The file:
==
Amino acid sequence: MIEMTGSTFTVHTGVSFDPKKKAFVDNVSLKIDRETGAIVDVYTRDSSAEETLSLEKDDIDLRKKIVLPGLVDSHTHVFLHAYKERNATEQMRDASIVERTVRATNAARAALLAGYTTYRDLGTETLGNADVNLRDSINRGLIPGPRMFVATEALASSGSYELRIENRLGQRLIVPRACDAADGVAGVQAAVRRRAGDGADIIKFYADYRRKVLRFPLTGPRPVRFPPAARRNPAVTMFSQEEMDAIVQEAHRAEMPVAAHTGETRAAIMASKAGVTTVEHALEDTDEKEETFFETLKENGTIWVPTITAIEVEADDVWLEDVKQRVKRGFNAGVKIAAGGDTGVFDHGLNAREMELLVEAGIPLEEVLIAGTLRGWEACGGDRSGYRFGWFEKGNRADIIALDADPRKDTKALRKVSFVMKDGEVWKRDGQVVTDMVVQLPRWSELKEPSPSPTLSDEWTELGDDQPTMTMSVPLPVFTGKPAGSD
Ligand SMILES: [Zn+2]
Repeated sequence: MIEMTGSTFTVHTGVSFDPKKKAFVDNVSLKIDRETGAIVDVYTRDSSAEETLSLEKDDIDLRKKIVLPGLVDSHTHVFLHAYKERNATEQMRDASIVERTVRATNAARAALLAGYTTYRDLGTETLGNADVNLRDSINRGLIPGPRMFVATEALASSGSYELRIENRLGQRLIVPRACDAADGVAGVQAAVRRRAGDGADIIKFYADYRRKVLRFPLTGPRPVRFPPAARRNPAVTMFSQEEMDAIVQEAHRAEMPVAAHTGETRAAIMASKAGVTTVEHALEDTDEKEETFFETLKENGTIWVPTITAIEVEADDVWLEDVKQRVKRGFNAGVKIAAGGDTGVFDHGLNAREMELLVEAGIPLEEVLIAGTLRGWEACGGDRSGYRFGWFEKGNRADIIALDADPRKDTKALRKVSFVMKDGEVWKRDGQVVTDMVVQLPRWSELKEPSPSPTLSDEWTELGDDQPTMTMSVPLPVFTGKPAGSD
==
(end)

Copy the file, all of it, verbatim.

Amino acid sequence: MIEMTGSTFTVHTGVSFDPKKKAFVDNVSLKIDRETGAIVDVYTRDSSAEETLSLEKDDIDLRKKIVLPGLVDSHTHVFLHAYKERNATEQMRDASIVERTVRATNAARAALLAGYTTYRDLGTETLGNADVNLRDSINRGLIPGPRMFVATEALASSGSYELRIENRLGQRLIVPRACDAADGVAGVQAAVRRRAGDGADIIKFYADYRRKVLRFPLTGPRPVRFPPAARRNPAVTMFSQEEMDAIVQEAHRAEMPVAAHTGETRAAIMASKAGVTTVEHALEDTDEKEETFFETLKENGTIWVPTITAIEVEADDVWLEDVKQRVKRGFNAGVKIAAGGDTGVFDHGLNAREMELLVEAGIPLEEVLIAGTLRGWEACGGDRSGYRFGWFEKGNRADIIALDADPRKDTKALRKVSFVMKDGEVWKRDGQVVTDMVVQLPRWSELKEPSPSPTLSDEWTELGDDQPTMTMSVPLPVFTGKPAGSD
Ligand SMILES: [Zn+2]
Repeated sequence: MIEMTGSTFTVHTGVSFDPKKKAFVDNVSLKIDRETGAIVDVYTRDSSAEETLSLEKDDIDLRKKIVLPGLVDSHTHVFLHAYKERNATEQMRDASIVERTVRATNAARAALLAGYTTYRDLGTETLGNADVNLRDSINRGLIPGPRMFVATEALASSGSYELRIENRLGQRLIVPRACDAADGVAGVQAAVRRRAGDGADIIKFYADYRRKVLRFPLTGPRPVRFPPAARRNPAVTMFSQEEMDAIVQEAHRAEMPVAAHTGETRAAIMASKAGVTTVEHALEDTDEKEETFFETLKENGTIWVPTITAIEVEADDVWLEDVKQRVKRGFNAGVKIAAGGDTGVFDHGLNAREMELLVEAGIPLEEVLIAGTLRGWEACGGDRSGYRFGWFEKGNRADIIALDADPRKDTKALRKVSFVMKDGEVWKRDGQVVTDMVVQLPRWSELKEPSPSPTLSDEWTELGDDQPTMTMSVPLPVFTGKPAGSD